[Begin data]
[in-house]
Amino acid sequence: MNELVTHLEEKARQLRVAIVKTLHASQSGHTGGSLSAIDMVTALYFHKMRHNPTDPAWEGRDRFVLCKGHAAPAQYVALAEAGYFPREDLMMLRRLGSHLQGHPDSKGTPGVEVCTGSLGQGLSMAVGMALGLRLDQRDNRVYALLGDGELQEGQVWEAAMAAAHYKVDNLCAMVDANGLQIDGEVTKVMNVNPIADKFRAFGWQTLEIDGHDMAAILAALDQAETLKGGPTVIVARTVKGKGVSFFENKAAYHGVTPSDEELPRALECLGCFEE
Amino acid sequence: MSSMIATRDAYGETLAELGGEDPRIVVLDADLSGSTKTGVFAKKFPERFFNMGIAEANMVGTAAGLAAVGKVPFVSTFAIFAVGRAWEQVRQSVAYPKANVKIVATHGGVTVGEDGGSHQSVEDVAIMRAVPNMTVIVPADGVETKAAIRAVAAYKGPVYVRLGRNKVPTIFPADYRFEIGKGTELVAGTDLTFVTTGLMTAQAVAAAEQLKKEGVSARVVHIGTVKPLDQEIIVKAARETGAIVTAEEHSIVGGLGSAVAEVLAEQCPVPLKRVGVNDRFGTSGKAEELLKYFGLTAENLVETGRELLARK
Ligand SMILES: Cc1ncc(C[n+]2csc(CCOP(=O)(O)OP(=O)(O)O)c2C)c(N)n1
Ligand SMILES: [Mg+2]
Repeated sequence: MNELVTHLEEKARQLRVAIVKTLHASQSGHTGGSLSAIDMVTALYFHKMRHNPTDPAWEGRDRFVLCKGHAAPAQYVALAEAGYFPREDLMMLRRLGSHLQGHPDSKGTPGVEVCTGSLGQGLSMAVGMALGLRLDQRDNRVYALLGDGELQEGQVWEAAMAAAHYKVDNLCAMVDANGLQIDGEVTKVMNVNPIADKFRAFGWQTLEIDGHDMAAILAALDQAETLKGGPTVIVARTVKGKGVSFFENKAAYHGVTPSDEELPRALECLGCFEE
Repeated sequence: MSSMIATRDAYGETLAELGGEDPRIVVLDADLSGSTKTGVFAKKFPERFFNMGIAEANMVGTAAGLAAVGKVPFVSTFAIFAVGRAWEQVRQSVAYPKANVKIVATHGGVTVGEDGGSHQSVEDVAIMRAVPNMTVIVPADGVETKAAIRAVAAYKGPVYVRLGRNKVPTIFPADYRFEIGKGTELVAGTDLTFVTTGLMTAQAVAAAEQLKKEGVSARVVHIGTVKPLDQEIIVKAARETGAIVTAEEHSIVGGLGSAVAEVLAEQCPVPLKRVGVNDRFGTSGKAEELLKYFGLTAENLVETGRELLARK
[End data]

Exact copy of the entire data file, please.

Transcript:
[in-house]
Amino acid sequence: MNELVTHLEEKARQLRVAIVKTLHASQSGHTGGSLSAIDMVTALYFHKMRHNPTDPAWEGRDRFVLCKGHAAPAQYVALAEAGYFPREDLMMLRRLGSHLQGHPDSKGTPGVEVCTGSLGQGLSMAVGMALGLRLDQRDNRVYALLGDGELQEGQVWEAAMAAAHYKVDNLCAMVDANGLQIDGEVTKVMNVNPIADKFRAFGWQTLEIDGHDMAAILAALDQAETLKGGPTVIVARTVKGKGVSFFENKAAYHGVTPSDEELPRALECLGCFEE
Amino acid sequence: MSSMIATRDAYGETLAELGGEDPRIVVLDADLSGSTKTGVFAKKFPERFFNMGIAEANMVGTAAGLAAVGKVPFVSTFAIFAVGRAWEQVRQSVAYPKANVKIVATHGGVTVGEDGGSHQSVEDVAIMRAVPNMTVIVPADGVETKAAIRAVAAYKGPVYVRLGRNKVPTIFPADYRFEIGKGTELVAGTDLTFVTTGLMTAQAVAAAEQLKKEGVSARVVHIGTVKPLDQEIIVKAARETGAIVTAEEHSIVGGLGSAVAEVLAEQCPVPLKRVGVNDRFGTSGKAEELLKYFGLTAENLVETGRELLARK
Ligand SMILES: Cc1ncc(C[n+]2csc(CCOP(=O)(O)OP(=O)(O)O)c2C)c(N)n1
Ligand SMILES: [Mg+2]
Repeated sequence: MNELVTHLEEKARQLRVAIVKTLHASQSGHTGGSLSAIDMVTALYFHKMRHNPTDPAWEGRDRFVLCKGHAAPAQYVALAEAGYFPREDLMMLRRLGSHLQGHPDSKGTPGVEVCTGSLGQGLSMAVGMALGLRLDQRDNRVYALLGDGELQEGQVWEAAMAAAHYKVDNLCAMVDANGLQIDGEVTKVMNVNPIADKFRAFGWQTLEIDGHDMAAILAALDQAETLKGGPTVIVARTVKGKGVSFFENKAAYHGVTPSDEELPRALECLGCFEE
Repeated sequence: MSSMIATRDAYGETLAELGGEDPRIVVLDADLSGSTKTGVFAKKFPERFFNMGIAEANMVGTAAGLAAVGKVPFVSTFAIFAVGRAWEQVRQSVAYPKANVKIVATHGGVTVGEDGGSHQSVEDVAIMRAVPNMTVIVPADGVETKAAIRAVAAYKGPVYVRLGRNKVPTIFPADYRFEIGKGTELVAGTDLTFVTTGLMTAQAVAAAEQLKKEGVSARVVHIGTVKPLDQEIIVKAARETGAIVTAEEHSIVGGLGSAVAEVLAEQCPVPLKRVGVNDRFGTSGKAEELLKYFGLTAENLVETGRELLARK